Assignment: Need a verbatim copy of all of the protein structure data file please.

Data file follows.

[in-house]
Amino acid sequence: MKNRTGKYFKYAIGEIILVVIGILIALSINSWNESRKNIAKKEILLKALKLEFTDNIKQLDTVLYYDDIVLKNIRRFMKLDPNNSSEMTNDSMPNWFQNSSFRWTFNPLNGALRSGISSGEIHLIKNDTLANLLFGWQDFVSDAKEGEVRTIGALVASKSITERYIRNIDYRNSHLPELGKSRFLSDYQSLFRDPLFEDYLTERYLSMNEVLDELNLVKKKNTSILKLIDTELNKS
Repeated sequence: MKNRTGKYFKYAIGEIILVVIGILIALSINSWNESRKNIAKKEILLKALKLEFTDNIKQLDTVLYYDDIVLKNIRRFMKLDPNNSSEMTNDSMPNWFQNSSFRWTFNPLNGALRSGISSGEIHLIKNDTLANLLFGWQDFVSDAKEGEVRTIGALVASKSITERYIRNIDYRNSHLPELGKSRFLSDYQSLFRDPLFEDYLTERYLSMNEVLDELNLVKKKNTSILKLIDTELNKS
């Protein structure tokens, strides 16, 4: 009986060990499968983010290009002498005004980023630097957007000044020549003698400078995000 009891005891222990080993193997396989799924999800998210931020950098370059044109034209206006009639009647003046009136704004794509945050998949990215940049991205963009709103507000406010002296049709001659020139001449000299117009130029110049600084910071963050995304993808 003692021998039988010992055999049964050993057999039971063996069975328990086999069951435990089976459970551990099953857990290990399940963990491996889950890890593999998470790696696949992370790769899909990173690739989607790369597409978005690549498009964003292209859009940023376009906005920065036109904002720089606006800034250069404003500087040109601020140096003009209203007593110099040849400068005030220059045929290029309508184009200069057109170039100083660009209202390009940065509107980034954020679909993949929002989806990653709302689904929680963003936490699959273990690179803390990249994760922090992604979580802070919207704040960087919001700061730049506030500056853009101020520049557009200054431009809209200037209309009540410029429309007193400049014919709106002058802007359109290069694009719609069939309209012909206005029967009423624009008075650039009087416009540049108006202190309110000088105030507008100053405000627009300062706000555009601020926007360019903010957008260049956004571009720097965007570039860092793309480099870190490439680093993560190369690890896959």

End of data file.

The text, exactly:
[in-house]
Amino acid sequence: MKNRTGKYFKYAIGEIILVVIGILIALSINSWNESRKNIAKKEILLKALKLEFTDNIKQLDTVLYYDDIVLKNIRRFMKLDPNNSSEMTNDSMPNWFQNSSFRWTFNPLNGALRSGISSGEIHLIKNDTLANLLFGWQDFVSDAKEGEVRTIGALVASKSITERYIRNIDYRNSHLPELGKSRFLSDYQSLFRDPLFEDYLTERYLSMNEVLDELNLVKKKNTSILKLIDTELNKS
Repeated sequence: MKNRTGKYFKYAIGEIILVVIGILIALSINSWNESRKNIAKKEILLKALKLEFTDNIKQLDTVLYYDDIVLKNIRRFMKLDPNNSSEMTNDSMPNWFQNSSFRWTFNPLNGALRSGISSGEIHLIKNDTLANLLFGWQDFVSDAKEGEVRTIGALVASKSITERYIRNIDYRNSHLPELGKSRFLSDYQSLFRDPLFEDYLTERYLSMNEVLDELNLVKKKNTSILKLIDTELNKS
């Protein structure tokens, strides 16, 4: 009986060990499968983010290009002498005004980023630097957007000044020549003698400078995000 009891005891222990080993193997396989799924999800998210931020950098370059044109034209206006009639009647003046009136704004794509945050998949990215940049991205963009709103507000406010002296049709001659020139001449000299117009130029110049600084910071963050995304993808 003692021998039988010992055999049964050993057999039971063996069975328990086999069951435990089976459970551990099953857990290990399940963990491996889950890890593999998470790696696949992370790769899909990173690739989607790369597409978005690549498009964003292209859009940023376009906005920065036109904002720089606006800034250069404003500087040109601020140096003009209203007593110099040849400068005030220059045929290029309508184009200069057109170039100083660009209202390009940065509107980034954020679909993949929002989806990653709302689904929680963003936490699959273990690179803390990249994760922090992604979580802070919207704040960087919001700061730049506030500056853009101020520049557009200054431009809209200037209309009540410029429309007193400049014919709106002058802007359109290069694009719609069939309209012909206005029967009423624009008075650039009087416009540049108006202190309110000088105030507008100053405000627009300062706000555009601020926007360019903010957008260049956004571009720097965007570039860092793309480099870190490439680093993560190369690890896959």